London's Pulse: Medical Officer of Health reports 1848-1972

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London County Council 1934

[Report of the Medical Officer of Health for London County Council]

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The causes of retirement of teachers who have left the service on medical Breakdowns grounds are set out below:-

Table 54.

20-2930-3940-4950-5455-5960 +
Respiratory diseases-
Nervous Diseases--
Gastro-intestinal disease----152347-1716
Kidney diseases-----2-211--15
Defects of vision----1--3-6--19
Diseases of larynx----1----2--12
Exophthalmic goitre-----2---3---5
General debility---1---116-119
Yearly average1369.2

* One case of eczema, two of septicaemia, three of anaemia and four each of diabetes and
uterine disorder.
Comparing the incidence of "breakdowns" in the present series with that
shewn in the table issued in the Annual Report for 1929 (vol. III, p. 143), the
following interesting facts emerge:-
(a) The total number of "breakdown" cases in each period is very nearly
the same, i.e., 1930-1934, 411; 1925-1929, 417.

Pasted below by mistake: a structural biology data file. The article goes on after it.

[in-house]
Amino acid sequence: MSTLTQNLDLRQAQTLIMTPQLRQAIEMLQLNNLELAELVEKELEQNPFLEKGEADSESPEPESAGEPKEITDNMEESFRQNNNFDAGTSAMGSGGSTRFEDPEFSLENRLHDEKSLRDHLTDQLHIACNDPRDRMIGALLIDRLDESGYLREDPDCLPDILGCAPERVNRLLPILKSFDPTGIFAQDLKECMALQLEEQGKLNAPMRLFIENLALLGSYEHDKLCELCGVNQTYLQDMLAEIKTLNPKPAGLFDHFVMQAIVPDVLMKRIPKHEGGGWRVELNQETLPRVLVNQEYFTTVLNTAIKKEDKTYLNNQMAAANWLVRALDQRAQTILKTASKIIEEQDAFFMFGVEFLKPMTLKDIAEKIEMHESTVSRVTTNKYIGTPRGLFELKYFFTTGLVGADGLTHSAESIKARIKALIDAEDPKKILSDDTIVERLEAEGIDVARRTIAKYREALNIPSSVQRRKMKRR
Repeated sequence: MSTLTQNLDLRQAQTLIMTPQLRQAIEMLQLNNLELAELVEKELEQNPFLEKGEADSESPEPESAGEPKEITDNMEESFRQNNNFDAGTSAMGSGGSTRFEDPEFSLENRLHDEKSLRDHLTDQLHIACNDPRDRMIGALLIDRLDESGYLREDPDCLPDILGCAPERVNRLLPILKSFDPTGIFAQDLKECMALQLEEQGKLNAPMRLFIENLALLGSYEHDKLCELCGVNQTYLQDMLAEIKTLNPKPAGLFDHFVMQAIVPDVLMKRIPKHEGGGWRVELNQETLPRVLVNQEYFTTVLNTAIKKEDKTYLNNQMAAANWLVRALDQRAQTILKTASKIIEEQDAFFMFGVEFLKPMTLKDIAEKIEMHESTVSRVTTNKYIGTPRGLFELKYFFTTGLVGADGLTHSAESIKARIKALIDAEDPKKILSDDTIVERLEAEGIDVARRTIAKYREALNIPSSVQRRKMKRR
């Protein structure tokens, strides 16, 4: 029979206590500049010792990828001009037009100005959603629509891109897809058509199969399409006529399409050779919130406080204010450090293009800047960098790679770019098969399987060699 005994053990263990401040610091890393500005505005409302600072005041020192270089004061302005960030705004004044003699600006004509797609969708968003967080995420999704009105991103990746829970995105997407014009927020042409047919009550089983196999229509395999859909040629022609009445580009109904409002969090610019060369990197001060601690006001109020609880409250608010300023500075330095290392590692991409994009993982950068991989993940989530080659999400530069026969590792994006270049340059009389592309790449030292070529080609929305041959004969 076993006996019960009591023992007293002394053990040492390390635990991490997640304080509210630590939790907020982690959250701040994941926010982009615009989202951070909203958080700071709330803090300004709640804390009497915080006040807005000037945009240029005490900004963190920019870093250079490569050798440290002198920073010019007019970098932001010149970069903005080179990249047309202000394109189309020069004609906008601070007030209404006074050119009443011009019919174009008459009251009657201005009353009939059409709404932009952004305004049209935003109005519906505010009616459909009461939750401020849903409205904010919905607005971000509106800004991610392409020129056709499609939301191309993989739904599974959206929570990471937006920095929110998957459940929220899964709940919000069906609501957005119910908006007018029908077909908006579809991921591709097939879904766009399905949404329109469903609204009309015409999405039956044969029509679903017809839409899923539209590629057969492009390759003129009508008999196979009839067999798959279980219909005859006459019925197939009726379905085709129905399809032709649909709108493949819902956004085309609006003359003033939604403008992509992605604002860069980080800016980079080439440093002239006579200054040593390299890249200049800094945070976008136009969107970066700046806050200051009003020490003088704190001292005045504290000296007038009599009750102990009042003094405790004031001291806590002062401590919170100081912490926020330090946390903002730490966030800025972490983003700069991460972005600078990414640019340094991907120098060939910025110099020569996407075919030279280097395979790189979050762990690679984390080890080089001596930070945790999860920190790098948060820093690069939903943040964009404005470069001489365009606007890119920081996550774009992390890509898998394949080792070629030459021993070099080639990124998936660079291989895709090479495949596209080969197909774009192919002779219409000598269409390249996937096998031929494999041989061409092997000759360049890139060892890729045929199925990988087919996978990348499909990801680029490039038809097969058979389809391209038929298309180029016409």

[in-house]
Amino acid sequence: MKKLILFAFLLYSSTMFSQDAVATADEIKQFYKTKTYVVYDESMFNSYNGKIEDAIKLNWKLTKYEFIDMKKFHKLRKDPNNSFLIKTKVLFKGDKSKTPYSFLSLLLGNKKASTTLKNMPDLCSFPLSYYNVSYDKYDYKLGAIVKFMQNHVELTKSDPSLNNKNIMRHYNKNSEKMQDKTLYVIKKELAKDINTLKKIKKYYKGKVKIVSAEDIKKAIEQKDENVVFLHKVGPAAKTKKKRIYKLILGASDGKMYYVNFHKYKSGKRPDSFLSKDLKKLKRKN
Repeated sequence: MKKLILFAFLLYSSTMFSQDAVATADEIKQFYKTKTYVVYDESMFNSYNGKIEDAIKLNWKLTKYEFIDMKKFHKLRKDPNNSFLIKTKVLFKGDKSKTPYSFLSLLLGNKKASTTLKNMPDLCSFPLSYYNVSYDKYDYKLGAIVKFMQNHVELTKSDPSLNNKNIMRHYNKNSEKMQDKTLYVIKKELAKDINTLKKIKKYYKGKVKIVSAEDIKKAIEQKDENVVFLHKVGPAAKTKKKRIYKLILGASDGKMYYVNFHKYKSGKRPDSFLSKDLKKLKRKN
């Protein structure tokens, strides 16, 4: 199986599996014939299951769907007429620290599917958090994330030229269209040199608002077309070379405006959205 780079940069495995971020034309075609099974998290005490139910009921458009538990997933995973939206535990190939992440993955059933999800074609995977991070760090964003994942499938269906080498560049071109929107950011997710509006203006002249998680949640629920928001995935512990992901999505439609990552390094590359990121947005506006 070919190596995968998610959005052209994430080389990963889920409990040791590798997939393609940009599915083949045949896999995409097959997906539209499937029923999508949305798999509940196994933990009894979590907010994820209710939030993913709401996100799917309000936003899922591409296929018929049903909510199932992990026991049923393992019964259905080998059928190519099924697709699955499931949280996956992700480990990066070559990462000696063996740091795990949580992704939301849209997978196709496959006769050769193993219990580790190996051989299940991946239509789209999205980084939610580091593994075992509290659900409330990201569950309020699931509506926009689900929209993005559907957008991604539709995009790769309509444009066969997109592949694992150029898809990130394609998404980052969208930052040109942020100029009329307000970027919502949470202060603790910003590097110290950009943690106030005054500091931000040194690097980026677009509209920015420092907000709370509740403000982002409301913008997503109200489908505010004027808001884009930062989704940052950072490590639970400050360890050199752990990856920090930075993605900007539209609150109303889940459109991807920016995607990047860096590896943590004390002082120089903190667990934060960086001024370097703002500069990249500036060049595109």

(b) The cases of pulmonary tuberculosis are now considerably lower.
(c) There is a considerable rise in the prevalence of rheumatic conditions
during the period under review, and this was particularly obvious in the later
months of 1934.
(d) Ten teachers were obliged to leave the service on account of defective
vision. In two cases the disabling condition was blindness from the effects of
rapidly increasing myopia. There were also two similar cases of teachers at
a secondary and a special school respectively, records of which are not included
in the table. All these teachers had been passed into the service prior to the
commencement of the present century. That the number of these cases is no
higher is probably due to the fact that candidates suffering from severe myopia
are rejected at the entrance examination, the standards used for which are
in conformity with the advice of the Council of British Ophthalmologists.
(e) The total number of teachers invalided out of the service on account
of nervous and mental disorders did not differ greatly in the two quinquennia,
but there is a greater tendency for the mild or functional type to preponderate
over the graver organic disease. It is very difficult, from the records, to
distinguish exactly between the classes; it is particularly common for a
psychosis to be described in the early stage as a nervous breakdown. In both
sexes the largest number of cases occurred in those who were suffering from
definite physical disease, often of a depressing nature, e.g., thyroid disturbance,
colitis, deafness, neuritis and rheumatic conditions and worry following
operations. About one quarter of the total cases invalided out of the service
were of the neurotic type. In seven of the men nervous trouble had first been